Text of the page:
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Siberian Yupik Eskimo Clan Doll by Beulah Oittilliah, Gambell


Availability: In stock

by Beulah Oittilliah of St. Lawrence Island, North Bering Sea

Authentic Alaska Native Eskimo handicraft. It was carved and significantly transformed from fur seal and walrus ivory into Authentic Alaska Native Eskimo handicraft and is signed by Alaska Native Eskimo artist Beulah Oittilliah.

This beautiful Alaskan Eskimo Yup'ik Dancing doll was hand made by Beulah Oittilliah of Gambell, Alaska, a small Yup'ik Eskimo village of about 700 people on St. Lawrence Island, just south of the Bering Straits. It's about 140 miles off shore from Nome Alaska, and about 40 miles from Russia. Their native Siberian Yup'ik language is spoken on both the U.S. and Russian sides of the straits. On a clear day (which is rare) you can see the mountains of Siberia.

Beulah has crafted hand made Eskimo dolls for many years and is a master Yup'ik doll maker, an old tradition on the island. Her work is featured in a book titled "Ivory Carvers of the Bering Sea". Each doll is unique and one of a kind. The dolls have maintained their uniqueness because of the isolated nature of the island.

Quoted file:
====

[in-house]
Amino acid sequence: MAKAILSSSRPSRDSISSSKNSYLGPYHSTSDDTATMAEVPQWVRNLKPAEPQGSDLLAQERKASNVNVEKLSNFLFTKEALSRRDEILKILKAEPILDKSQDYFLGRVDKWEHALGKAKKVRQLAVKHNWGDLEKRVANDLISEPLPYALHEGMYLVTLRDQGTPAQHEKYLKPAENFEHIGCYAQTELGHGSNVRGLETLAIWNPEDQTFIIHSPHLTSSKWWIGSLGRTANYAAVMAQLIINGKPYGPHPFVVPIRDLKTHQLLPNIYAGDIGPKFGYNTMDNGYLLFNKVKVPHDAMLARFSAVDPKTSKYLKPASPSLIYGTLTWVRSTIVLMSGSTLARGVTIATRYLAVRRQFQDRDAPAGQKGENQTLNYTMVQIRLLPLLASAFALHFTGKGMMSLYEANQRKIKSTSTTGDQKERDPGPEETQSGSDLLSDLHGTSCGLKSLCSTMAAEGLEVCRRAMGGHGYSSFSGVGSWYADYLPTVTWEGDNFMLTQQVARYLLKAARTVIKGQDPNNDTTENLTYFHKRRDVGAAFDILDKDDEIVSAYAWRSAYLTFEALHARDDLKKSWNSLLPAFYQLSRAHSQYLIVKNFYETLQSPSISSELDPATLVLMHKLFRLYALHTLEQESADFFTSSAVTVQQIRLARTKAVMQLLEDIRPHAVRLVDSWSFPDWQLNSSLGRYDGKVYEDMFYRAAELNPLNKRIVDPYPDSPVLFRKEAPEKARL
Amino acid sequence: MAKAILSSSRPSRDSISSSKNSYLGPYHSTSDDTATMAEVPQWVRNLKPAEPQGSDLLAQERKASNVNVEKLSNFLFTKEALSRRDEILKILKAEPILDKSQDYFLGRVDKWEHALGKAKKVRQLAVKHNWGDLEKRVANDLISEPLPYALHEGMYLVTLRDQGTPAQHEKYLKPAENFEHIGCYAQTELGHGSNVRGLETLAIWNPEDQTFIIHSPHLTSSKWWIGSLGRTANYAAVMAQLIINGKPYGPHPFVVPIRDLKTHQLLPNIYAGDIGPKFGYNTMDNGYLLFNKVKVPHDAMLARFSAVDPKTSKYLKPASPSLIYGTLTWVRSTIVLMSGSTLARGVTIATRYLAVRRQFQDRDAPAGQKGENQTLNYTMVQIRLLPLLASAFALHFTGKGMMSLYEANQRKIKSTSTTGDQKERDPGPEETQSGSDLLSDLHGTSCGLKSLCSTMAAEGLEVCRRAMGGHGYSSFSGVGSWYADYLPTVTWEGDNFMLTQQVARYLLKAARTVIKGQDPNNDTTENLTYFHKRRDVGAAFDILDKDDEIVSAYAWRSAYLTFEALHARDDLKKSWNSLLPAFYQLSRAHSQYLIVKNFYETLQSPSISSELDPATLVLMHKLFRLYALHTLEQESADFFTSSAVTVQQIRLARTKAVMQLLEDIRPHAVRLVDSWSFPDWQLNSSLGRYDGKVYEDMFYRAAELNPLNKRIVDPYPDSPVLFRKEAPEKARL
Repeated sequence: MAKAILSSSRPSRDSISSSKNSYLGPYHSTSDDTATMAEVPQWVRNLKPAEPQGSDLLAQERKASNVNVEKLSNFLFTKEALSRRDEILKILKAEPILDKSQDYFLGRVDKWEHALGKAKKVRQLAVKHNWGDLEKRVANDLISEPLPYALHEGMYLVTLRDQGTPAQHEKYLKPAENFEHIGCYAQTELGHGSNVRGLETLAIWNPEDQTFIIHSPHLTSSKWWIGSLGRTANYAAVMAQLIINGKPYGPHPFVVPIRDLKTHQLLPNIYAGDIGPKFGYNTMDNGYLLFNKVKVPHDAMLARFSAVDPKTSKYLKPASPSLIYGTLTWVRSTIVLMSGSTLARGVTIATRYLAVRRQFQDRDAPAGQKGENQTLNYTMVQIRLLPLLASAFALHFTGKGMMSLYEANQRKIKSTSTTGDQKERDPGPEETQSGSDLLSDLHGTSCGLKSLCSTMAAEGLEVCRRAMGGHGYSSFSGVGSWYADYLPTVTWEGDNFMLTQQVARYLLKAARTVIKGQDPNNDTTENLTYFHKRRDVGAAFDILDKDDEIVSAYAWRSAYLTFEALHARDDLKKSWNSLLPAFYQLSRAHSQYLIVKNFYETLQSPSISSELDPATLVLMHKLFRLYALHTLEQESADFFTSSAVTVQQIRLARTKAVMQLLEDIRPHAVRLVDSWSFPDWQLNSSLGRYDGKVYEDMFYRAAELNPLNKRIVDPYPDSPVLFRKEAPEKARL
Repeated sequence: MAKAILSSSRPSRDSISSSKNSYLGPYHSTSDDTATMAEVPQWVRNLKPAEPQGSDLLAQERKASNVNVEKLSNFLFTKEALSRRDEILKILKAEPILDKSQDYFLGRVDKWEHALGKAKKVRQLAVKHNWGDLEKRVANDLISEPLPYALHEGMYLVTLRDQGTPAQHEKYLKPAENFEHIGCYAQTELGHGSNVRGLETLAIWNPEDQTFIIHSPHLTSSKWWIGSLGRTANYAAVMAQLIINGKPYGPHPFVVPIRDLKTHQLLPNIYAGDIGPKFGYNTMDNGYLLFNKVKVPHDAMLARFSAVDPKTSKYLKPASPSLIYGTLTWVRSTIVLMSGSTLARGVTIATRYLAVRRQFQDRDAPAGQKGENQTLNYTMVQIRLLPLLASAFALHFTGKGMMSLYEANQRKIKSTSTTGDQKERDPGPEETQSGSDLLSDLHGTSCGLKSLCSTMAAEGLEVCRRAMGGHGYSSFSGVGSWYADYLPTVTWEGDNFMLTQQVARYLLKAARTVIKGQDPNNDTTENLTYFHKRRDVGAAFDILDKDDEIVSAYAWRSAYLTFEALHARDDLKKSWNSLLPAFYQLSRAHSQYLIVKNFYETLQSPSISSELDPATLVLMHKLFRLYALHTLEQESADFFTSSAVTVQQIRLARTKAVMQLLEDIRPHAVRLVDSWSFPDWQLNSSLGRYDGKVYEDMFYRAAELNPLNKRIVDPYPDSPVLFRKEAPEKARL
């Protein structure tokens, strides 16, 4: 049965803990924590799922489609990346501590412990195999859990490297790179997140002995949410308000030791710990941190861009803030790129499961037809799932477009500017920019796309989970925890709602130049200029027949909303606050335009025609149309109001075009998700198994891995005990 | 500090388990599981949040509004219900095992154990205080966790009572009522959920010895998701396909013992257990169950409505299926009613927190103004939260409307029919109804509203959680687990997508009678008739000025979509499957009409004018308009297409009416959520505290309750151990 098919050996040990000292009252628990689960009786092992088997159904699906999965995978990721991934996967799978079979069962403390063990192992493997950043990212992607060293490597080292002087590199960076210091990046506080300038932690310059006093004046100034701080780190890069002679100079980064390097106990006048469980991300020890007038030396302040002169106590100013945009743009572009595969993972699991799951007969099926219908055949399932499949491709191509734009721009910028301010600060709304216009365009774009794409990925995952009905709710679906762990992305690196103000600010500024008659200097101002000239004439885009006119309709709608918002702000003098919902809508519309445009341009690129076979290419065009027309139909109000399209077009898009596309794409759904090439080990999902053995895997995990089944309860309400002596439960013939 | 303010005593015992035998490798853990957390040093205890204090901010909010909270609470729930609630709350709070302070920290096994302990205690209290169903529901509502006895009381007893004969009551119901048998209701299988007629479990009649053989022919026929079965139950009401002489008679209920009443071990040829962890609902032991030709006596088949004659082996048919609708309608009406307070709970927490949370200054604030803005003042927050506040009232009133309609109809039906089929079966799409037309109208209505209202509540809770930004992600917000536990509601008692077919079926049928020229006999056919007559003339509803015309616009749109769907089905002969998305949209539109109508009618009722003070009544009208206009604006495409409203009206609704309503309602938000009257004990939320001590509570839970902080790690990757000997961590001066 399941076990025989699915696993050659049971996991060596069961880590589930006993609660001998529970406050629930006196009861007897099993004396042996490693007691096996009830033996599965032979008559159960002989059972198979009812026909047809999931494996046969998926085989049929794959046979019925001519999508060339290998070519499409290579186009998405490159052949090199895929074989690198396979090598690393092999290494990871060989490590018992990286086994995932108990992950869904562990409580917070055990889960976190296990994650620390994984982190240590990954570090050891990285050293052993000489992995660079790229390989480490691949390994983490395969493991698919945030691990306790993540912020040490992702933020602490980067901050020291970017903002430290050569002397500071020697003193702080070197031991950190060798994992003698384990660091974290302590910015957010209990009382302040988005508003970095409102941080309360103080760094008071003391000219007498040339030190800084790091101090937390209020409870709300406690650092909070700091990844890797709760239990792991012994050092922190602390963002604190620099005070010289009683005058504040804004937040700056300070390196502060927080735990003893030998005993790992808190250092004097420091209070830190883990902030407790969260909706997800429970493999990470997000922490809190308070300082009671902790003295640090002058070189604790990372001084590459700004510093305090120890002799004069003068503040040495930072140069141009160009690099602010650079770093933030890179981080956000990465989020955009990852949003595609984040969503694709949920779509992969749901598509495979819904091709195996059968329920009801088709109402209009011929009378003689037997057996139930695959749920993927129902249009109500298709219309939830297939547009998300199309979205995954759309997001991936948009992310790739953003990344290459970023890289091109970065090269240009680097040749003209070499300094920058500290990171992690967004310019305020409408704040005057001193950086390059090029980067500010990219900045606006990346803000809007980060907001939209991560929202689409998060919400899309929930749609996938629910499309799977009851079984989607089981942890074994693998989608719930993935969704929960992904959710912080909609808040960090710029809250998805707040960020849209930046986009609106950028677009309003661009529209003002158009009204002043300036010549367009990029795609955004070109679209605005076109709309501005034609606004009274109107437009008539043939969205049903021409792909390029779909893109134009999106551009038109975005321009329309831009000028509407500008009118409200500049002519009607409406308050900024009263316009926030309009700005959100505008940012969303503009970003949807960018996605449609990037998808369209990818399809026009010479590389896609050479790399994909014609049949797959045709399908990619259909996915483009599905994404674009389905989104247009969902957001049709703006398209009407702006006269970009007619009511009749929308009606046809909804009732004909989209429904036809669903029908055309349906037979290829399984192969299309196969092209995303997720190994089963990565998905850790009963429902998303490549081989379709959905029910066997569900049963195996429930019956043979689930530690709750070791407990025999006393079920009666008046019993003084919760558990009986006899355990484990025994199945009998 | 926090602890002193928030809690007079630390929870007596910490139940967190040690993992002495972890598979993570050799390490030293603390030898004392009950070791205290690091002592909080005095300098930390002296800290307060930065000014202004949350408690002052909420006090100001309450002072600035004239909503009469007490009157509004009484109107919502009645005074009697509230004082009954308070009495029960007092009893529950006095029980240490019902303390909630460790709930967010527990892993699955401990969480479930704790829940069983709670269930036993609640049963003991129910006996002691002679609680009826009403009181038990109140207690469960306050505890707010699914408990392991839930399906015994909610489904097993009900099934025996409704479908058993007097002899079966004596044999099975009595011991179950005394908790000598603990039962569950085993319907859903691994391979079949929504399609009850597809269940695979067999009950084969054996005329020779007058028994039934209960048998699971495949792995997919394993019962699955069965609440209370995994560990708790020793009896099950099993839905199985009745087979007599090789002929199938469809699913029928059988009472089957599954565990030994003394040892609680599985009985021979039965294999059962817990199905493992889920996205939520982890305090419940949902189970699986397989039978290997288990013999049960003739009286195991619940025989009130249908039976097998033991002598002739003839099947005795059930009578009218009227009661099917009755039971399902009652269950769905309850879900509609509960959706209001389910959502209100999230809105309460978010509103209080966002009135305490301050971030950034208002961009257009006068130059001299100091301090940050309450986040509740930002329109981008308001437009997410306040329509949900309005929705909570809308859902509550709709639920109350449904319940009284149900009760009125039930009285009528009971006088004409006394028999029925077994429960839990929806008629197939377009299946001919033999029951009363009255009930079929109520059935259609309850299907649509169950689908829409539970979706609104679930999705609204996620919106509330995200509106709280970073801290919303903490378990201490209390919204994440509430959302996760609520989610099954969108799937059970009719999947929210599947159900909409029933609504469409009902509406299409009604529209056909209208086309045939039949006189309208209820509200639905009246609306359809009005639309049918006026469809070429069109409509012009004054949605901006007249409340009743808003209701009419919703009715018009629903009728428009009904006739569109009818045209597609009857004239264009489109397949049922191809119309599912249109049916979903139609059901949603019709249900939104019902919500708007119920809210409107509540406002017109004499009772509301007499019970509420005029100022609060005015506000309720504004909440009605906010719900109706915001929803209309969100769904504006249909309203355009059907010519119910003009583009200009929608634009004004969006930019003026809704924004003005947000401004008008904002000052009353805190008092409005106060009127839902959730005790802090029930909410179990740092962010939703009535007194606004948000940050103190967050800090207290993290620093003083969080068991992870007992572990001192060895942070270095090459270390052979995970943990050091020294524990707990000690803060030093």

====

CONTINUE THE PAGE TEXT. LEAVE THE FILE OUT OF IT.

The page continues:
This beautiful handmade Eskimo Clan Doll was made from a wide variety of native materials. The faces and hands are ivory from the tusk of a walrus. The eyes are inlaid baleen; a fibrous material in the mouth of Bowhead Whales, they strain food through it. The Eskimo style parka is gray-silver Northern Spotted Fur Seal trimmed with beaver fur. The trim around the childs faces is Sea Otter fur.  The mukluks are tanned seal. The doll is mounted on an Ooziva, a backbone disk from a bowhead whale, equivalent to our backbone disk. Traditionally these were carved into dishes, seal oil lamps and spirit masks.

Much of the ivory and whalebone is found washed up on beaches after storms. Doll making and carving are a rich tradition on St. Lawrence Island, it helps sustain their ancient proud culture and way of life in a very remote and harsh area.

The Clan or “Ramka”, which is the Eskimo Clan in the Siberian Yup’ik language. This doll is about celebration of abundance and the joy of life and family and raising new generations in the traditions of the Yupik People. The Yupik people have lived in the Bering Straits for thousands of years. This harsh Arctic Region of is an extremely challenging area to live in. Yet there is an abundance to be had from the land and sea. The clan would gather to celebrate and share through singing, dancing and drumming.

This unique handcrafted doll is one of a kind and would make a very unusual gift. It would be a wonderful addition to a collection and the subject of much conversation. She stands 6 1/4 inches high, and about 4 1/2 inches wide and 4 1/4 inches front to back.

Beulah's traditional way of signing her signature with a black marker is on the side. This unique handcrafted doll is a real beauty.

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